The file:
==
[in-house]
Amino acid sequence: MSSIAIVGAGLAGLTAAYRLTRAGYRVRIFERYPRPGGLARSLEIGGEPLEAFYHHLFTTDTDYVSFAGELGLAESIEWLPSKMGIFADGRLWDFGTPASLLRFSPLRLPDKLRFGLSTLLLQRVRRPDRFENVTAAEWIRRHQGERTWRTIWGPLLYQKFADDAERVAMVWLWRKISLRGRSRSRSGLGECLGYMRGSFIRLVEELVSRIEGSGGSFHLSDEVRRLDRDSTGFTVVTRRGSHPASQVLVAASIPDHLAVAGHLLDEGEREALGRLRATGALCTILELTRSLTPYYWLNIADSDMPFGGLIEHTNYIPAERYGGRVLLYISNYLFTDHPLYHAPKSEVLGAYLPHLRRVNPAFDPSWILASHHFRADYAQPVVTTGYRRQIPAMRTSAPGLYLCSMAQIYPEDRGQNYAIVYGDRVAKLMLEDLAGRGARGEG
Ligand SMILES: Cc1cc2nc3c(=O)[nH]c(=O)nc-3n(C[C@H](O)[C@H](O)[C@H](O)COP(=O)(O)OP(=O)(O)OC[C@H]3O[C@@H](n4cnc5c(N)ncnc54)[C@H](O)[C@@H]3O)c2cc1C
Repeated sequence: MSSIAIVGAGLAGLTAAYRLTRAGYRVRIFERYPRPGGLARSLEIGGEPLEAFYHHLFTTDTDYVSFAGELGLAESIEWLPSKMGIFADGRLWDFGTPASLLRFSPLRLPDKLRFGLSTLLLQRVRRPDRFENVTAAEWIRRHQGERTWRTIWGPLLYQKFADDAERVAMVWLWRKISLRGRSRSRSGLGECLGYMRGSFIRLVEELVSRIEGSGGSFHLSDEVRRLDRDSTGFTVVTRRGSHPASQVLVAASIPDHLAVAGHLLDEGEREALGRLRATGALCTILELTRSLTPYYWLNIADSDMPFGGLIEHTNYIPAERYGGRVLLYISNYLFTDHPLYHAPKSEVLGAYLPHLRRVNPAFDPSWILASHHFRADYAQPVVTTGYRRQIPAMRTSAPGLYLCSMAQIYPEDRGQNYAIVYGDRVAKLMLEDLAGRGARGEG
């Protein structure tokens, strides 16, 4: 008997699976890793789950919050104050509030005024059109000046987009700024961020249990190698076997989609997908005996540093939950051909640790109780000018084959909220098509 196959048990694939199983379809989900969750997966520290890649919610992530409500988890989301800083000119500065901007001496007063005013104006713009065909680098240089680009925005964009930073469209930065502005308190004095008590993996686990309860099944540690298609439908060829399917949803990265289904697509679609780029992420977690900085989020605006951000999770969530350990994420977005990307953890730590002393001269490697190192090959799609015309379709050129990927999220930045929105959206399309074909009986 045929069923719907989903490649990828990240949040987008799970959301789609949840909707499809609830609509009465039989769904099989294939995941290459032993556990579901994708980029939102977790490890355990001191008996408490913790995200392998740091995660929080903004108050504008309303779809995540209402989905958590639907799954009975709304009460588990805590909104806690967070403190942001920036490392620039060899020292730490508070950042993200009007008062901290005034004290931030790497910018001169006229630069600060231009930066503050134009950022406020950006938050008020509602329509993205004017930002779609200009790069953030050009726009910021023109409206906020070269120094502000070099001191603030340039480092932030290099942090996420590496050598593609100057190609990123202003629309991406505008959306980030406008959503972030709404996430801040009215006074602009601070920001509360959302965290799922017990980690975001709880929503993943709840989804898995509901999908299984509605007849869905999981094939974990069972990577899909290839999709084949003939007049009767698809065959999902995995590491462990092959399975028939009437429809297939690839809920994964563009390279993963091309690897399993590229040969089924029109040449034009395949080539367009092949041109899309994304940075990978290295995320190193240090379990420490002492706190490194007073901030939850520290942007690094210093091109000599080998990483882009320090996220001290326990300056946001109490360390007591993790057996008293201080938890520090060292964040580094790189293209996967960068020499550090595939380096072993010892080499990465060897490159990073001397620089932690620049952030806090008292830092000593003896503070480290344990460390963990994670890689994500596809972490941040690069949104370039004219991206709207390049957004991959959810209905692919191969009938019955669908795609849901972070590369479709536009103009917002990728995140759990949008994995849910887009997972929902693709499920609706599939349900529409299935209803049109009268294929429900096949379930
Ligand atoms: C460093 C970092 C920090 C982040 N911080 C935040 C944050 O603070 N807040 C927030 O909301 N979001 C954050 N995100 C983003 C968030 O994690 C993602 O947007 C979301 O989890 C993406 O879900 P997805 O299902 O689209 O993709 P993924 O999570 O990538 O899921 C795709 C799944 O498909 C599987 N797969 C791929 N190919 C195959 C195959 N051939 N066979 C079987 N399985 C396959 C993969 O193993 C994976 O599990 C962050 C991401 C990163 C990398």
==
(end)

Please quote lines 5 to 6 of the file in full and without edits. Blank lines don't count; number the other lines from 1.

């Protein structure tokens, strides 16, 4: 008997699976890793789950919050104050509030005024059109000046987009700024961020249990190698076997989609997908005996540093939950051909640790109780000018084959909220098509 196959048990694939199983379809989900969750997966520290890649919610992530409500988890989301800083000119500065901007001496007063005013104006713009065909680098240089680009925005964009930073469209930065502005308190004095008590993996686990309860099944540690298609439908060829399917949803990265289904697509679609780029992420977690900085989020605006951000999770969530350990994420977005990307953890730590002393001269490697190192090959799609015309379709050129990927999220930045929105959206399309074909009986 045929069923719907989903490649990828990240949040987008799970959301789609949840909707499809609830609509009465039989769904099989294939995941290459032993556990579901994708980029939102977790490890355990001191008996408490913790995200392998740091995660929080903004108050504008309303779809995540209402989905958590639907799954009975709304009460588990805590909104806690967070403190942001920036490392620039060899020292730490508070950042993200009007008062901290005034004290931030790497910018001169006229630069600060231009930066503050134009950022406020950006938050008020509602329509993205004017930002779609200009790069953030050009726009910021023109409206906020070269120094502000070099001191603030340039480092932030290099942090996420590496050598593609100057190609990123202003629309991406505008959306980030406008959503972030709404996430801040009215006074602009601070920001509360959302965290799922017990980690975001709880929503993943709840989804898995509901999908299984509605007849869905999981094939974990069972990577899909290839999709084949003939007049009767698809065959999902995995590491462990092959399975028939009437429809297939690839809920994964563009390279993963091309690897399993590229040969089924029109040449034009395949080539367009092949041109899309994304940075990978290295995320190193240090379990420490002492706190490194007073901030939850520290942007690094210093091109000599080998990483882009320090996220001290326990300056946001109490360390007591993790057996008293201080938890520090060292964040580094790189293209996967960068020499550090595939380096072993010892080499990465060897490159990073001397620089932690620049952030806090008292830092000593003896503070480290344990460390963990994670890689994500596809972490941040690069949104370039004219991206709207390049957004991959959810209905692919191969009938019955669908795609849901972070590369479709536009103009917002990728995140759990949008994995849910887009997972929902693709499920609706599939349900529409299935209803049109009268294929429900096949379930
Ligand atoms: C460093 C970092 C920090 C982040 N911080 C935040 C944050 O603070 N807040 C927030 O909301 N979001 C954050 N995100 C983003 C968030 O994690 C993602 O947007 C979301 O989890 C993406 O879900 P997805 O299902 O689209 O993709 P993924 O999570 O990538 O899921 C795709 C799944 O498909 C599987 N797969 C791929 N190919 C195959 C195959 N051939 N066979 C079987 N399985 C396959 C993969 O193993 C994976 O599990 C962050 C991401 C990163 C990398």